Courtesy: Elizabeth Wickham
I believe our children experience more pressure to perform in their sports and academics today than we did. We didn’t have many club teams and most sports in my area were through school. We knew who the natural athletes were and they weren’t taking private lessons to get better. It was also common for kids to try a number of different sports. Today, kids are specializing in single sports at younger and younger ages. Even college recruiting has started earlier, too.
We want our kids to get accepted into great schools. The pressure for high grades and SAT scores means that many hire private tutors, college admissions experts and our kids lose sleep. Did you know that UCLA received more than 102,000 applications last year and accepted only one out of six? Harvard had a record-breaking 42,747 applicants and they admitted a little over 2,000. Add that pressure to hoping for a scholarship and it’s no wonder we’re witnessing epidemic anxiety and depression in our youth.
What can we do to help our children with performance pressure?
Be there for them.
Offering unconditional love is the best thing we can do. When they know we love them no matter what, it alleviates some pressure. Yes, we want what’s best for them, and we want them to give it their all, but even if they fail, we still love them. When they’re away at college and something negative happens, we want them to be comfortable reaching out to us.
When we see our kids trying hard, we need to tell them we’ve noticed. In a sport like swimming, where the stopwatch doesn’t lie, it’s almost impossible not to focus on performance. But, according to many experts, if we praise our kids strictly for their performance and not the hard work they put in, we can add to the pressure they feel. They may believe they’re never good enough to please us.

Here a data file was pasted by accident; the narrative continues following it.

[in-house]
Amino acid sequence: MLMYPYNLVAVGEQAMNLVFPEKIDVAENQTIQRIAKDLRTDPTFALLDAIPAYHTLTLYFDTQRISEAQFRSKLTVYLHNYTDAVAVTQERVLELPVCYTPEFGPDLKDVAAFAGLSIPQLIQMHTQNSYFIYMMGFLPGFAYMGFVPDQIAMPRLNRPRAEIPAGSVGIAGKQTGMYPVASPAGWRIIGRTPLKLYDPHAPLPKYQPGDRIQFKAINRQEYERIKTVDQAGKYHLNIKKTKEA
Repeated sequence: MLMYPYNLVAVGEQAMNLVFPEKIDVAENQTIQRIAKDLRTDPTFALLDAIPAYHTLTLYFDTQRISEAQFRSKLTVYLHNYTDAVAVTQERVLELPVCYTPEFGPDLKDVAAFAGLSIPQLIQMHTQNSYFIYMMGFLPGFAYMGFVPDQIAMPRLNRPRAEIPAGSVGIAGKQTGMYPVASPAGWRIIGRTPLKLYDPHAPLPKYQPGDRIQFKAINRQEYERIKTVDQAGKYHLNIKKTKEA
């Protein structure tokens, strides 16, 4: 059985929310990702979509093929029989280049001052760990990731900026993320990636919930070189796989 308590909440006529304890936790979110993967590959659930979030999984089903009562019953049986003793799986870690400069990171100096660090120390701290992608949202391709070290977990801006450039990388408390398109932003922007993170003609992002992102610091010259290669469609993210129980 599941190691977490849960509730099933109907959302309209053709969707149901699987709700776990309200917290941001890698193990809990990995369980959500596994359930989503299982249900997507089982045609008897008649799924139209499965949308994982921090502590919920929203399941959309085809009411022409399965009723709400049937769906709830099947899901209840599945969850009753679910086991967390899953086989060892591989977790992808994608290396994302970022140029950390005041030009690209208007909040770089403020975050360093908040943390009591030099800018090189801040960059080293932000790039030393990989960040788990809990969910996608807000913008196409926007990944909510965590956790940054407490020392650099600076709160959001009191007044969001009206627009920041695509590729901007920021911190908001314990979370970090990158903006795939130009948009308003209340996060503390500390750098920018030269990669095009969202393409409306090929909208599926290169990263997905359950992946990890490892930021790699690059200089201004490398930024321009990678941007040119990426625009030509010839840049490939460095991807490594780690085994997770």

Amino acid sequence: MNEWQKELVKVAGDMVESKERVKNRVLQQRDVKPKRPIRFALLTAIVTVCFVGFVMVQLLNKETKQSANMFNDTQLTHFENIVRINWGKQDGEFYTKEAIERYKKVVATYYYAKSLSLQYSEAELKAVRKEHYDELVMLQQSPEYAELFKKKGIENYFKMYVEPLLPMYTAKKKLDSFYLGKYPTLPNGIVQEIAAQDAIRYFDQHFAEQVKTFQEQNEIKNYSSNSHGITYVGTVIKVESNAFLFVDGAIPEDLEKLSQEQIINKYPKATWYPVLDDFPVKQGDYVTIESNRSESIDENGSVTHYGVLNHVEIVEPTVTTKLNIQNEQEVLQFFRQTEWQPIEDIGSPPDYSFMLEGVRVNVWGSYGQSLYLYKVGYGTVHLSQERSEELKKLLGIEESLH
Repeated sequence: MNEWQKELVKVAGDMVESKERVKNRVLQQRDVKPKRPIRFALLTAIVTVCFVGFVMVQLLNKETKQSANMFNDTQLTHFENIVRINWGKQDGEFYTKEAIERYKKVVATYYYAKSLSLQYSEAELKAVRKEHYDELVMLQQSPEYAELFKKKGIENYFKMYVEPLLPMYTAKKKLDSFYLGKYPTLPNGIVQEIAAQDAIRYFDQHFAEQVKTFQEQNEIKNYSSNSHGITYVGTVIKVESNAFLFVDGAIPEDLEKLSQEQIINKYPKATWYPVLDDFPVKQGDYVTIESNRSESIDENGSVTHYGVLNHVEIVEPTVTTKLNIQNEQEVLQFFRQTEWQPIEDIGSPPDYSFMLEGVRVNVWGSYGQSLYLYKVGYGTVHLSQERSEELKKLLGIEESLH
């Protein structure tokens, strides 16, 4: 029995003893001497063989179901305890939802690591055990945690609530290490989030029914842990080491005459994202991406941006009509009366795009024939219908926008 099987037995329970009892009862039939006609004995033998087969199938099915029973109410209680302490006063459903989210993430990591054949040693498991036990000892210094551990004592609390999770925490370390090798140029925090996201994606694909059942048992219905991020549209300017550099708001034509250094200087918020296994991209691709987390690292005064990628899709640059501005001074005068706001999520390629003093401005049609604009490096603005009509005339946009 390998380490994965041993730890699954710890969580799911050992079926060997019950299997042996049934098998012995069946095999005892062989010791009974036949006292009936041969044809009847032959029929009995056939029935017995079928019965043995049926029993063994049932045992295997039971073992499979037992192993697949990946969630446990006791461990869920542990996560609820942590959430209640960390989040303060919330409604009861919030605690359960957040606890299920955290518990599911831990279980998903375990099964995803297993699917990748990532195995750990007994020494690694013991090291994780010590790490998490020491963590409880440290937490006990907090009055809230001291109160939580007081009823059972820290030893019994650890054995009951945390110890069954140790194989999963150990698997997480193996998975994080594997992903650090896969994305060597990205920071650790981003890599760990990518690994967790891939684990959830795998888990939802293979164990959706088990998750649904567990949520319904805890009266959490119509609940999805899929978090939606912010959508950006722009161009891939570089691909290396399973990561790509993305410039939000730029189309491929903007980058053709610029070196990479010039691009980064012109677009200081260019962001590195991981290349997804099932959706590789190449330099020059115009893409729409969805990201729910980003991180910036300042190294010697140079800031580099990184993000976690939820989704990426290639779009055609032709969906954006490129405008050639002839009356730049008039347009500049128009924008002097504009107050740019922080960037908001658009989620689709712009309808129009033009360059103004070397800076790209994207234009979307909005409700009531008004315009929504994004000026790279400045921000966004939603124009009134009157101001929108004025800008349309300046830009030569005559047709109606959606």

Don’t add to their pressure.
Sometimes we can make our kids feel pressure by comparing them to other swimmers. Or, maybe it’s just us displaying some unfortunate body language at a meet. They will pick up on nonverbal cues. We may be feeling bad for them, but they’ll interpret it as us being disappointed in them instead.
Provide a calm and supportive atmosphere.
If you’re an anxious person or get nervous watching your kids swim at meets, they may get nervous, too. If we can try to be calm and create a supportive atmosphere, we’re already getting rid of some of their performance pressure. Making our kids laugh can ease tensions, too.
I’ve learned the last few years to just listen. When our kids tell us about a problem, they may not want us to offer solutions. Instead of problem-solving, they may want to rant and then they’ll feel better. Listen and watch how they will open up more.
How do you help your child with performance pressure?
Elizabeth Wickham volunteered for 14 years on her kids’ club team as board member, fundraiser, newsletter editor and “Mrs. meet manager.” She’s a writer with a bachelor of arts degree in editorial journalism from the University of Washington with a long career in public relations, marketing and advertising. Her stories have appeared in newspapers and magazines including the Los Angeles Times, Orange County Parenting and Ladybug. You can read more parenting tips on her blog.